About half a dozen agents in the bureau’s Boston office landed on Bulger’s payroll, including its top administrator, John Morris, and his subordinate, Connolly, a gregarious wheeler-dealer who had grown up in the same housing project as the Bulger family. Initially the data that Connolly and other agents provided FBI informant BS 1544 TE, as Bulger was designated, allowed him to identify FBI and police informers who needed to be eliminated. But then the intel was used to warn Bulger of pending arrests and other actions against him being planned by non-FBI law enforcement agencies. Rumors of Bulger’s special arrangement with the FBI tainted the bureau’s Boston office in the eyes of other police agencies for years.
The demise of Bulger’s criminal Camelot came, fittingly, after he was snitched out by a bookie in 1992. As a result, by 1993 a task force of state police and federal Drug Enforcement Agency cops was organized to catch Bulger—a coalition that deliberately cut the FBI out of its operation and kept it secret from the bureau as long as possible. Connolly retired in 1990, but his FBI radar was still very much online. In the final days of 1994, he was able to warn Bulger and Flemmi one last time of plans to apprehend them. Flemmi, believing he was arrestproof, remained in Boston and was taken into custody; his eventual conviction on murder charges led to a life sentence.
Bulger and his longtime girlfriend, Teresa Stanley, however, fled to Europe, Florida, and New Orleans, relying on cash that he had stashed in far-flung bank deposit boxes. But Stanley grew homesick for Southie, so Bulger had to return to Boston and trade her in for Catherine Greig. When the pair tried to create new lives for themselves in Grand Isle, Louisiana, Stanley gave up Bulger’s alias to Boston FBI agents—who dutifully informed Bulger’s remaining lieutenants so they could let him know. The warning, along with the Boston FBI’s purposely bungled search for Bulger and Greig, enabled the couple to stay well out of reach of their captors for years.
In 1998, however, a cornered, retired John Morris testified before a federal judge about his bureau’s corruption and Whitey Bulger. Morris’s appearance earned him immunity from prosecution, but the FBI finally arrested Connolly for obstruction of justice and racketeering. He was convicted and sentenced to ten years in prison—after which he began serving a 40-year term on a 2008 conviction for second-degree murder for his role in setting up two victims to be killed by Bulger’s men.
There had been no escape from the media for Bulger’s old neighbors in the days that followed his arrest. Reporters tried to sneak into Apartment 303, while across the street at the Embassy, whose rooms had no air-conditioning, residents who left their windows open during the summer night were kept up by the activities of reporters and news van crews. Visiting Bostonians would ask locals to take their pictures as they stood next to the Princess Eugenia’s sign. Then there were the tour buses. “Whitey Bulger lived in this apartment building!” neighbors heard guides announce over loudspeakers.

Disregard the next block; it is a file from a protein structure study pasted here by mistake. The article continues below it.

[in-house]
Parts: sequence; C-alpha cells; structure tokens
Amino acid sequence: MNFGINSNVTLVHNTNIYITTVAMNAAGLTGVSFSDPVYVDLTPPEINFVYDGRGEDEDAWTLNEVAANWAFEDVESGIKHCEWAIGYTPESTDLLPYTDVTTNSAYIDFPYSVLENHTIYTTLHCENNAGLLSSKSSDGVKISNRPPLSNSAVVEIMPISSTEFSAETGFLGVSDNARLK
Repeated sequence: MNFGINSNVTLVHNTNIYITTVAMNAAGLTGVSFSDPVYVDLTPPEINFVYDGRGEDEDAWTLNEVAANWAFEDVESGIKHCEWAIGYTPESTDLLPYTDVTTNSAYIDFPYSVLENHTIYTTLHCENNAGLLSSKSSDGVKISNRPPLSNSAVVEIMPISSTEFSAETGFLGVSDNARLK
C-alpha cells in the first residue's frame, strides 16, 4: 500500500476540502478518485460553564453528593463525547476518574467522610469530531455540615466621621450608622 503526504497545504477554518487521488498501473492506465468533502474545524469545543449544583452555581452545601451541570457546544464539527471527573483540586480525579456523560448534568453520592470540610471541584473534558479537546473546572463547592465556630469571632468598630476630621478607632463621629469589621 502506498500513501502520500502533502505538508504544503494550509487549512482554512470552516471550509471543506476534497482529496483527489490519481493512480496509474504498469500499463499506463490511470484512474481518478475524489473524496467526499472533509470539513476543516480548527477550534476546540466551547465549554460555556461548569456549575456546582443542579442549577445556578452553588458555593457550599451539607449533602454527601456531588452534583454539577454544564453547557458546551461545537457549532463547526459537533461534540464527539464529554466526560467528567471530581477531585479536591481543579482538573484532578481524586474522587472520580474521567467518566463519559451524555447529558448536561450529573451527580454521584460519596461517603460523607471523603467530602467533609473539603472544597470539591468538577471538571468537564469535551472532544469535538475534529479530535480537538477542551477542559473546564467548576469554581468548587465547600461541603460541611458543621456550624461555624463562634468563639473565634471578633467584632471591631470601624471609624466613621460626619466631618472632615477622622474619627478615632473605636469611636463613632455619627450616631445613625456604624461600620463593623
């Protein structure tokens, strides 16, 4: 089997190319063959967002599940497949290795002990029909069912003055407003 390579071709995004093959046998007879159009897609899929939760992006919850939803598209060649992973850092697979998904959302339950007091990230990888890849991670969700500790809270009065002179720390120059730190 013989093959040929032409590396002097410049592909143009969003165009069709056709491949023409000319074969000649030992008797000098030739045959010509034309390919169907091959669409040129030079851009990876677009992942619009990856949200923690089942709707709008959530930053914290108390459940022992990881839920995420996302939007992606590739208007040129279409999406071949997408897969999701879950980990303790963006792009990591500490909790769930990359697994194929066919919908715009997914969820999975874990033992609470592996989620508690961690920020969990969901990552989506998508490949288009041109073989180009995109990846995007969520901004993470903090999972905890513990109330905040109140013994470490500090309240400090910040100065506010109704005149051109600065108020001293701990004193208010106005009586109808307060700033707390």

But the excitement was nothing compared to the media scrum drawn to Boston for Bulger’s two-month trial. While legal experts speculated whether he’d testify, his lawyers began with an extraordinary move, seeking to claim that a deceased federal prosecutor had granted Bulger and Flemmi blanket immunity for their information to the FBI—essentially a license to commit any crime they wanted, including murder. Absurd as the defense might seem, it would have potentially opened the gates for testimony about FBI corruption and the complicity of individuals in other law enforcement agencies. Bulger’s judge wouldn’t permit the argument. The defense attorneys were left to claim that he merely pretended to give away secrets and that the information he received from the FBI was not part of a reciprocal exchange; rather it was a product purchased by Bulger with hard-earned blood money. The spin was intended to make the gangster somehow look less like a rat and more like a shrewd businessman.
Steve Davis, whose sister had disappeared 32 years before, was a constant—and sometimes volatile—presence in and out of court, at one point loudly correcting Stephen Flemmi’s testimony from the gallery. Burly and tattooed, Davis was a man obsessed with avenging Debra’s murder and a reminder of the human wreckage Bulger stood accused of leaving in his wake. Davis speaks in a Southie accent that is vanishing among residents of that gentrifying neighborhood. “My wife says, ‘I can smell fall in the air. What are we going to do for Labor Day?’ It’s only a few weeks away, but I was so tied up with this trial the whole summer, I lost track of time,” he said days after the proceedings ended in August.
During Flemmi’s six-day appearance, the two former partners occasionally spat epithets at one another, each accusing the other man of being a rat. In the witness chair Flemmi denied being friends with Bulger, despite their sometimes vacationing together. He described his relationship with Bulger as “strictly criminal” and said, “Bulger kind of resented the fact that I didn’t spend enough time with him…. He would contact me, and I wouldn’t respond.”
This feature originally appeared in the October 2013 issue of Los Angeles magazine